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Lions Roar : May 2013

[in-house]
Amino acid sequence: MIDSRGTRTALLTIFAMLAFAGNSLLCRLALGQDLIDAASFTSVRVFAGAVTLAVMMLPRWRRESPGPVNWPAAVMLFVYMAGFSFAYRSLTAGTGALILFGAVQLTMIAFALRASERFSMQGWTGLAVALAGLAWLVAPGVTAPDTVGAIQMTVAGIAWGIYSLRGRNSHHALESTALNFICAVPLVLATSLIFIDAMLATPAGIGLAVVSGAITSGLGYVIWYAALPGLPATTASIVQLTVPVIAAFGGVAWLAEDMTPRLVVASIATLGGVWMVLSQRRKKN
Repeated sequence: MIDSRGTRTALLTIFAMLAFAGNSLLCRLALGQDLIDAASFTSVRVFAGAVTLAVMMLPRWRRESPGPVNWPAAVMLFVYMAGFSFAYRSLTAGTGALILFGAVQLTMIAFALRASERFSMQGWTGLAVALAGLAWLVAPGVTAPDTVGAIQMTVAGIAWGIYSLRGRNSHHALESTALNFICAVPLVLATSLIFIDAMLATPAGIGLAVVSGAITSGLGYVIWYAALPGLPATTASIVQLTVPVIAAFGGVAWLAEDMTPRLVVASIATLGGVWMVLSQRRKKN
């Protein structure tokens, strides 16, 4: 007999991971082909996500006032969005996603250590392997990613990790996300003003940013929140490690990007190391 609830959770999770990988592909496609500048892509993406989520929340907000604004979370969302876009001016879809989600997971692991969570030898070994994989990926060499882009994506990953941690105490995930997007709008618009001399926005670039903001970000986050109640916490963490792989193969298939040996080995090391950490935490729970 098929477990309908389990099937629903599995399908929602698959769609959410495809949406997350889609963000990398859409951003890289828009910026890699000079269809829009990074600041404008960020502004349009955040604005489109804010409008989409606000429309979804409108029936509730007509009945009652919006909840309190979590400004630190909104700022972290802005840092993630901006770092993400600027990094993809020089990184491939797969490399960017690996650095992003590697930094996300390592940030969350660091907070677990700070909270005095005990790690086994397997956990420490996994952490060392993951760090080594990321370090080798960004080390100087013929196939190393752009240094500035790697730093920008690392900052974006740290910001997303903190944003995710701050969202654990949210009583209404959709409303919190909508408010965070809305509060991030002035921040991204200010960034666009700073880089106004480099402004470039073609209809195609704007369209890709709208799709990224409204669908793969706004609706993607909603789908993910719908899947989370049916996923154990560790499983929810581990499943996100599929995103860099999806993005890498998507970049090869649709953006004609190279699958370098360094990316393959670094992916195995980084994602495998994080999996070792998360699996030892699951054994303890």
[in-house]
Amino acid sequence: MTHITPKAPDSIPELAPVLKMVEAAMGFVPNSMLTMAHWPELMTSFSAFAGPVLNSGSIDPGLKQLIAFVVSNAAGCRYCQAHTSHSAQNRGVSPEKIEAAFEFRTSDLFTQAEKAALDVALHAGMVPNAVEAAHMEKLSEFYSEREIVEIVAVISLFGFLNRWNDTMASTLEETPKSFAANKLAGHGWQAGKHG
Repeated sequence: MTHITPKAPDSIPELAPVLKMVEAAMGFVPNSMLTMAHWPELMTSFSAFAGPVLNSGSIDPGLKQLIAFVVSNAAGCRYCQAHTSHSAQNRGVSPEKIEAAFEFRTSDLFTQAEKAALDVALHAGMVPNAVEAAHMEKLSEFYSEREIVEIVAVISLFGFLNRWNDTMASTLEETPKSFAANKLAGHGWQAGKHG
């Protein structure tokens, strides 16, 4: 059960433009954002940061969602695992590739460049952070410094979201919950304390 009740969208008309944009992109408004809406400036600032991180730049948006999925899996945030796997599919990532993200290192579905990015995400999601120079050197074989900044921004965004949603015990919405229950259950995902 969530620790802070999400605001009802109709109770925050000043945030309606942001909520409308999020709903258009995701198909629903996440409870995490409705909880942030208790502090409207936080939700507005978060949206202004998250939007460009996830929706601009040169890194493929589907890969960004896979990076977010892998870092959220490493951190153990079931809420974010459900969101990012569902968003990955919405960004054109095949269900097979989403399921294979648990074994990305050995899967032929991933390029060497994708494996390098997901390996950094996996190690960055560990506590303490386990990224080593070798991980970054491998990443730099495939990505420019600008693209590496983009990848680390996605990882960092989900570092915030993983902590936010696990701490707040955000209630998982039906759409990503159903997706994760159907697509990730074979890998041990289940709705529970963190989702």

SHAMBHALA SUN MAY 2013 65 by looking at what has become accepted behav- ior in the past few years. Do you remember when people talking out loud on a street were labeled crazy, when intense, emotional conversations were held in subdued voices in private places? Do you remember having time to think with colleagues and family to work out problems, rather than exchang- ing rapid-fire texts? When you used to walk into a colleague’s office to ask a question rather than fire off an email? When you enjoyed taking time for conversation rather than rushing to get the infor- mation you need right now? How many times have you been distracted as you’ve read this article? This is evidence of how the ecosystem of inter- ruption technologies is reshaping culture. We might still value curiosity, contemplation, privacy, conversation, and teamwork, but are these values visible in our day-to-day behaviors? The contradic- tion between what we value and how we behave doesn’t mean we’re hypocrites. It simply shows that technology has taken over, as it always does. Right now, you may want to call my attention to all the wonderful benefits of the Internet—it’s a revo- lutionary technology that makes you not only more efficient but also more effective. I agree with you. I couldn’t do my work or write a book without search engines, e-books, and email exchanges, and I couldn’t stay connected to my family when I’m traveling. However, we have to focus beyond the content, as beneficial as it is. Marshall McLuhan wrote that ©2009.LOSANGELESTIMES.REPRINTEDWITHPERMISSION At BlizzCon, an annual two-day gathering of online game fanatics, 15,000 attendees buzz about gaming rooms like this one. Donning head- phones, they immerse themselves in World of Warcraft and other pop- ular electronic games.